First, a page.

but demand for copies lead to its publication in Blue Ridge Traditions magazine in 1998 and, ultimately, to this book.

      Ferradiddledumday is an Appalachian Version of Rumpelstiltskin. A need for money prompts the heroine, Gillie, a master spinner, to make a deal that appears to be a blessing, but turns out to actually be a curse. In the end, bald-faced
luck saves the day, and all live happily ever after. Those who have read Rumpelstiltskin will recognize the familiar motifs.

        The charm of Mushko’s tale lies in its Appalachian authenticity. Her words paint pictures of mountains brimming
with ticks, chiggers, rattlesnakes, and copperheads. When Gillie walks the mountains, she is loved by the pipsissewa,
the maidenhair ferns, and the dogtooth violets, all of which beg her to pick them. Superstition plays a part, too, as bad
omens appear in threes: Gillie spills salt; a bird flies through the cabin; and her father sees the moon over his left shoulder.

       Hence, the appearance of a strange little man who hears the trees whispering among themselves. Gillie’s misfortune could very well be his gain. His magic could very well be her salvation. As every lover of fairy tales knows,
 however, magic comes at a price, in this case a dear one.

       Bruce Rae’s sketches enhance the story without overwhelming it. His attention to minute detail gives the reader a sense of both the Appalachian environment and the culture. He was a good choice to illustrate this book.
This book includes a study guide that highlights the literature, history, geography, and science particular to the Appalachians. A lively and informative discussion should ensue.

Thursday, November 19, 2009

Tribute to Brother Blue

    I first began hearing about Brother Blue in 1990. Everytime I told stories to an audience with college students, they would ask me if I knew Blue.  College kids loved his color and his wisdom. They admired his journey from the mean streets to his life's dream of trying to save the world, story by story.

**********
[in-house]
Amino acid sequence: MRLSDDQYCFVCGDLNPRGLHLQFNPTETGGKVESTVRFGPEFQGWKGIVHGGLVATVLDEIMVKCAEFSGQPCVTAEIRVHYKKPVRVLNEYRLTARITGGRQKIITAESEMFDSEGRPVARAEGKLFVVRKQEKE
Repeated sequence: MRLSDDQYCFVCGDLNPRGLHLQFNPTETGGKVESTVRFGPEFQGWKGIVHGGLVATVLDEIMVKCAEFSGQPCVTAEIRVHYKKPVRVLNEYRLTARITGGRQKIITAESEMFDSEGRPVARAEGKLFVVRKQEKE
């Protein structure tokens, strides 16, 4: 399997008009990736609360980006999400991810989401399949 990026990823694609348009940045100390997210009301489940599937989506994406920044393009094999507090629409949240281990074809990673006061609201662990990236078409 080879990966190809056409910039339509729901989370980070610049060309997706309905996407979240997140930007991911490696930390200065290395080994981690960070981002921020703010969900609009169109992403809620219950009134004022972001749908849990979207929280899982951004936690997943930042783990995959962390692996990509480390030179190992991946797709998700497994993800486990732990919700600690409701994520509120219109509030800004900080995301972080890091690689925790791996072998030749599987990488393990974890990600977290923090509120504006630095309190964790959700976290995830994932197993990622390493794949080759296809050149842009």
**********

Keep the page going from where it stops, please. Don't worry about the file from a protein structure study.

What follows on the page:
I fnally heard Blue tell stories at a church in Hartford, Connecticut in 1991.  Standing on the stage, a gaunt man in a colorful costume that brought to mind a court jester, he was dazzling. I was not impressed with his storytelling at first. He rambled and fidgeted.  He was hard to follow. Midway through his performance, however, he began his butterfly story, and suddenly I was riveted.  The story was sweet, beautiful, and, yes, brilliant.  I became a fan.  I began to follow his peformances, hoping to witness that brilliance again.  It was always worth the wait, however long.
    For years, Blue and his wife Ruth hosted a weekly open mike storytelling series at the Book Cellar Cafe in Cambridge, Massachusetts.  They made the venue a safe place for beginners to share the stories that had been laid on their hearts.  At the end of each performance, he would share appreciations. Then he would wave his arms accross the room as the audience joined him in his trademark "aaaaaaah!"  Even the most fragile tellers were welcomed and accepted.  Everyone who came to Blue's open mike storytelling became part of his family.  There were no outcasts in Blue's presence.  He was the essence of love.